PASSINGS: Noel Harrison, Jon Locke, Jamalul Kiram III
British singer-actor and skier
Noel Harrison, 79, the British actor-singer best known for his recording of the Academy Award-winning ballad “The Windmills of Your Mind” from the 1968 film “The Thomas Crown Affair” and for his role as secret agent Mark Slate in the 1960s TV series “The Girl from U.N.C.L.E.,” has died in England.
Harrison suffered a heart attack after a performance Saturday in Devon and died at a hospital, his wife, Lori Chapman, told British media Tuesday. Harrison revealed in a June interview with London’s Daily Mail that he had kidney disease.
Born Jan. 29, 1934, in London to actor Rex Harrison and the first of his six wives, Collette Thomas, Harrison was raised by his mother in southwest England and Switzerland. A member of Britain’s ski team, Harrison represented his country at the 1952 and ’56 Winter Olympics before becoming a professional musician.
“The only English who ski,” Harrison told The Times in 1966, “are those whose parents are rich enough to take them to Switzerland.”
In the late 1950s, he began playing guitar and singing at nightclubs and bars across Europe. He moved to the United States during the 1960s’ “British invasion” and had his greatest success with “The Windmills of Your Mind.” The theme to “The Thomas Crown Affair,” a heist movie directed by Norman Jewison and starring Steve McQueen and Faye Dunaway, won the best-song Oscar for French composer Michel Legrand and American lyricists Alan and Marilyn Bergman.
Harrison also appeared opposite Stefanie Powers in “The Girl From U.N.C.L.E.,” a lighthearted spy spoof that aired on NBC in 1966-67.
He moved to Canada in the 1970s, toured the U.S. in stage musicals and other theatrical productions, then returned in the 1990s to England, where he continued to perform and record.
Actor often played the heavy
Jon Locke, 86, an actor in many TV westerns including “Gunsmoke,” “The Virginian” and “Bonanza,” died Saturday at Providence St. Joseph Medical Center in Burbank of complications from a stroke, his friend Katie West said.
Locke also had a recurring role as Officer Garvey on “Highway Patrol,” with Broderick Crawford.
A frequent guest at film festivals across the U.S., Locke belonged to “Reel Cowboys,” a social group of veteran western actors that met regularly in the San Fernando Valley. He often played his banjo at the annual film festival in Lone Pine, Calif., a backdrop for many classic Westerns.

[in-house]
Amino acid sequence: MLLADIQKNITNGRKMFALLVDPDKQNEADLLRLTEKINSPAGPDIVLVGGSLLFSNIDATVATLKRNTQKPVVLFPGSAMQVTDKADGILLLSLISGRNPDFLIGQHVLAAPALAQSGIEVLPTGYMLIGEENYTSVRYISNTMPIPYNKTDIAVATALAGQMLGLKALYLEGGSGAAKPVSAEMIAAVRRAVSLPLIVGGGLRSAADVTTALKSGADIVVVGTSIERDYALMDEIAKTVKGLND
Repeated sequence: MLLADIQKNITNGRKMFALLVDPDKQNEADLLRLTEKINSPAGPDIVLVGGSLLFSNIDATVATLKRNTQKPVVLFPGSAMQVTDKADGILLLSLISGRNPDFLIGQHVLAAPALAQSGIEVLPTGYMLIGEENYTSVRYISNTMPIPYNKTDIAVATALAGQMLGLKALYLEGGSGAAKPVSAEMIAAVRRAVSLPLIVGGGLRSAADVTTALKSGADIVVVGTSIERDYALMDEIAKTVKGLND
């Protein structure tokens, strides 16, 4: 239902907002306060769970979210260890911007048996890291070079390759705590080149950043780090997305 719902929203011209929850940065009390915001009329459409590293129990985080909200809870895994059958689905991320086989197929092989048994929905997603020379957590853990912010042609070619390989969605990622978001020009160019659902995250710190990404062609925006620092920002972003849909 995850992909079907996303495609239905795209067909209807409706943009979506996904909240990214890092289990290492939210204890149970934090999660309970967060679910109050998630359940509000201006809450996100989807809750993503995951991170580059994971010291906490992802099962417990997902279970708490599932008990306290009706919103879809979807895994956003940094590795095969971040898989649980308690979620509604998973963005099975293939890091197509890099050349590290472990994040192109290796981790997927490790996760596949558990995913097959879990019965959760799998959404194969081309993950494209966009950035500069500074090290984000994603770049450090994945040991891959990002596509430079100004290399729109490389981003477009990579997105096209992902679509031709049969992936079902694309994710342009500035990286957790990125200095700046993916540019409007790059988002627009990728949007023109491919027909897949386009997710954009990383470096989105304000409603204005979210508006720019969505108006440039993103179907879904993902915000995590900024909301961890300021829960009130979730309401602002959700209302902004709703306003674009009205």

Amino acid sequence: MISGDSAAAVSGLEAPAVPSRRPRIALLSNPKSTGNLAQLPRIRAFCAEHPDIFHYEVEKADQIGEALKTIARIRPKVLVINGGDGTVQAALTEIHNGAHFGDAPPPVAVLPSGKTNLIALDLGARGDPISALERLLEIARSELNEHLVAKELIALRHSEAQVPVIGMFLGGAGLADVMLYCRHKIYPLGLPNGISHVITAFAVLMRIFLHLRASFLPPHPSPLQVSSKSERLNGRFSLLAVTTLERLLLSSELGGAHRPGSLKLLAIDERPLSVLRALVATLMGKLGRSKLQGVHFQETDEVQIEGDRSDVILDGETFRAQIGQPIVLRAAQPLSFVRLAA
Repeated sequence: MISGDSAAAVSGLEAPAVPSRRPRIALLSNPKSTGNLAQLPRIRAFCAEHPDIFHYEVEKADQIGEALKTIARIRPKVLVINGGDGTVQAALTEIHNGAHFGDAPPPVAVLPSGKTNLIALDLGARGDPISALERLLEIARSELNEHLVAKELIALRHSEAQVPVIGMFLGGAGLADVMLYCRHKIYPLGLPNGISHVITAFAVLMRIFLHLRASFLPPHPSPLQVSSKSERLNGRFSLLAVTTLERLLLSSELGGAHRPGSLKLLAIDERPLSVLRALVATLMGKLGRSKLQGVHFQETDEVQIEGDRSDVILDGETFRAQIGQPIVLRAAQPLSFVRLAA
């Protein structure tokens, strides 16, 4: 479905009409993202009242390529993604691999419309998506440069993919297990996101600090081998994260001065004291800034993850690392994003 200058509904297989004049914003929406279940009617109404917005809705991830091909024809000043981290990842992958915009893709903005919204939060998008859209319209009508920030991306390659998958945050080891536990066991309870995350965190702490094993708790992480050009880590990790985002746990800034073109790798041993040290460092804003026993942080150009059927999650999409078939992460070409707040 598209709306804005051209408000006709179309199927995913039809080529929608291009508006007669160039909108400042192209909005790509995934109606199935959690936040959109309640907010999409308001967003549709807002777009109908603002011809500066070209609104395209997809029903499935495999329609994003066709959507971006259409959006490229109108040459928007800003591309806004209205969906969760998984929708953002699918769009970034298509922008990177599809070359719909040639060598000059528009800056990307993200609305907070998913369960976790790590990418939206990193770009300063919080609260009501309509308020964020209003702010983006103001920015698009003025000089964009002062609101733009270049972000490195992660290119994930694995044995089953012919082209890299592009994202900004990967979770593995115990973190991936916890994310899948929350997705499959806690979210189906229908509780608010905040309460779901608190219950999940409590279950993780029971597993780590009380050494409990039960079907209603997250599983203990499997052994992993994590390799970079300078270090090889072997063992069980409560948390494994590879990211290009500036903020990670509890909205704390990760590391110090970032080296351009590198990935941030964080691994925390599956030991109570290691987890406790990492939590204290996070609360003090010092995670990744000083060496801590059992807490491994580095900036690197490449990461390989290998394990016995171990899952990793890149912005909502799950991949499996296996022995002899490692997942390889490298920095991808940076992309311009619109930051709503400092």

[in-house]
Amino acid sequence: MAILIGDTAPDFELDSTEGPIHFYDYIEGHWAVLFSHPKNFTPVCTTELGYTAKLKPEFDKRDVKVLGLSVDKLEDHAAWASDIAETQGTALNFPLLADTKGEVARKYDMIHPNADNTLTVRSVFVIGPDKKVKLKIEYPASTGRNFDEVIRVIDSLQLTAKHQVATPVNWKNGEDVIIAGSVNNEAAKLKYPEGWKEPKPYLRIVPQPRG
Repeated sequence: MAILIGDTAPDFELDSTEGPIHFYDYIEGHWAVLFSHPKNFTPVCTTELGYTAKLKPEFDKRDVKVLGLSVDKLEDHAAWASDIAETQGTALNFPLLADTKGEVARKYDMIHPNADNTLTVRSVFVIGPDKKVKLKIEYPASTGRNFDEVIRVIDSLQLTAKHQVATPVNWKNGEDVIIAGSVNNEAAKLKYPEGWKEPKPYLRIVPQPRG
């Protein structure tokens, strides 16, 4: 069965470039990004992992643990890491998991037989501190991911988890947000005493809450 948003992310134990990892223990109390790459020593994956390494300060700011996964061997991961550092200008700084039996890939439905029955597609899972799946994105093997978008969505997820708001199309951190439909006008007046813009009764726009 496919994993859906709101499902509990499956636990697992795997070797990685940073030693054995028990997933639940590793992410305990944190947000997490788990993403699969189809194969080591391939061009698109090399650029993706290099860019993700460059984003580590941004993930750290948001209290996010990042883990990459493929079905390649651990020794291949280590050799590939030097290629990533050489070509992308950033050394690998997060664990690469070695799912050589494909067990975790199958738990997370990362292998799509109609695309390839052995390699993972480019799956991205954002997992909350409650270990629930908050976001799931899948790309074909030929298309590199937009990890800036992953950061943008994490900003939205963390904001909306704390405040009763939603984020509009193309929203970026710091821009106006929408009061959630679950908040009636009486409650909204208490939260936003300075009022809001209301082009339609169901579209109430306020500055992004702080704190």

A resident of Van Nuys, he was office manager of a local real estate firm for many years, West said.
Born Joseph Lockey Yon in Orlando, Fla. on Oct. 10, 1927, Locke graduated from Florida State University, where he was active in theater. During a stint in the Air Force, he went on tour in “Flame-Out,” a dramatic production about pilots during the Korean War. He also appeared in the production on Broadway.
Often playing the heavy in westerns, Locke had a wide variety of TV roles, including appearances on “The Bionic Woman,” “Perry Mason,” “Mary Tyler Moore” and many others.
Jamalul Kiram III
Led bid to reclaim part of Malaysia
Sultan Jamalul Kiram III, 75, whose bid to restore Sulu sovereignty over Malaysia’s Sabah state in February led to clashes that killed at least 62 people, died Sunday at a Manila hospital, according to a clan spokesman. He had kidney disease.
Kiram clashed with Malaysian authorities when he sent his brother Agbimuddin and 200 armed followers to Sabah in February to occupy land and pursue the clan’s claim.
The sultans of Sulu once ruled over both Sabah and the Sulu islands in the southern Philippines. The sultanate, which dates to about the 15th century, says it leased Sabah to the British North Borneo Company in 1878, an agreement that Malaysia views as a cession of sovereignty. The state fell under British control after World War II and joined Malaysia in 1963, shortly after Sulu ceded its sovereignty to the Philippines.
Philippine President Benigno Aquino had accused Kiram and his followers of dragging the nation into a dispute that was hurting relations with Malaysia. That nation is brokering peace talks aimed at ending a four-decade Muslim insurgency that has killed as many as 200,000 people.
Kiram, who referred to himself as the world’s poorest sultan, was one of several descendants laying claim to the sultanate. He had gone to law school but pursued a career in dance instead. In 2007, he ran unsuccessfully for a senate seat under former President Gloria Arroyo’s political party.
Times staff and wire reports
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